As current economic conditions cause financial institutions to pay closer attention to their bottom lines, many are more closely scrutinizing all business lines to identify new revenue opportunities. In doing so, corporate banking initiatives, which have traditionally received only about one-third of total IT budgets, will gain more attention and share. The reason for this trend is that banks are increasingly looking to improve service and automation to businesses where technology up until recently has lagged that offered to retail customers. Banks are recognizing the potential for cross-sell and fee-based income amongst these customers, as they look to further diversify their portfolios at a time when business borrowing has stalled. This increased attention and investment in corporate customers will make the cash management space one to keep a close eye on over the next year. Bank strategies, vendor solutions, and even the vendors themselves, are likely to stray away from traditional practices, promising a very different marketplace in the near future.
While most banks have cash management solutions in place, a large number of transactions are still being completed on Windows-based solutions. Many banks have announced plans to migrate all of their customers over to browser-based solutions now that full functionality through this channel is available. This task has proven to be easier said than done though, as many large businesses have grown comfortable with Windows solutions. Nonetheless, business banking customers are slowly complying and the number of transactions completed online is expected to continue to increase. Many solution providers in fact have already begun to sunset their Windows solutions.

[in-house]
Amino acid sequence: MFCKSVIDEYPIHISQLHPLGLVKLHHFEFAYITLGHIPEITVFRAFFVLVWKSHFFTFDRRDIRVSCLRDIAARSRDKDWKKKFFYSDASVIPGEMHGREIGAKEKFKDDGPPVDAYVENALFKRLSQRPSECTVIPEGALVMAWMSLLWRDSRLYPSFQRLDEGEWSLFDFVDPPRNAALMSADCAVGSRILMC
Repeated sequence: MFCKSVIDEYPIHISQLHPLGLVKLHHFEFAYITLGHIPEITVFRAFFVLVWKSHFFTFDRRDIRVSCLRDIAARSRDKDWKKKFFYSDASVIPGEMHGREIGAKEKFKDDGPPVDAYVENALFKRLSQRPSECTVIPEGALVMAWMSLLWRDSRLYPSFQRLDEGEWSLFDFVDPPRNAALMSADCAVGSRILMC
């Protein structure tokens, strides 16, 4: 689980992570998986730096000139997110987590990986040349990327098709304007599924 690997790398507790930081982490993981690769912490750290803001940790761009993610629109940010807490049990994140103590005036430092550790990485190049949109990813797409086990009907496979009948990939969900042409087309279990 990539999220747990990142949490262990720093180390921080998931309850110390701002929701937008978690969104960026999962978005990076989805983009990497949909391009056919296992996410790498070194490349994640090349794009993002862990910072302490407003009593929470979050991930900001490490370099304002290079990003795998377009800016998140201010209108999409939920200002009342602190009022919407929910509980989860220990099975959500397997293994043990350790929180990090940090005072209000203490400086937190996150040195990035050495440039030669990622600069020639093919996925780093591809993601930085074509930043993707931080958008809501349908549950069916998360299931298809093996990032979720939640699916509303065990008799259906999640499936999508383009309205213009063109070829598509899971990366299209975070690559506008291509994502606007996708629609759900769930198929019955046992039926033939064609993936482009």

As corporations evolve and increasingly embrace Internet banking, the cash management solutions available to them are also receiving a makeover. Solution providers are focusing more on adding new capabilities that will increase fee-based revenues, as well as improving their usability by all-sized businesses including the intuitiveness of their menu-driven features. Over the next year, the market will begin to see an increasing number of vendors offering solutions with capabilities going beyond traditional cash management features such as greater FX functionalities, loan origination, international payment capabilities, and trade finance. Alerts will also become more advanced and "smarter" and imaging will play a larger role in improving service as well as preventing fraud, than it has in the past. Businesses of all sizes are becoming more demanding and more sophisticated in their needs, thereby forcing this evolution. As competition increases and customer loyalty remains low, banks must comply or risk losing valuable customers to their competitors.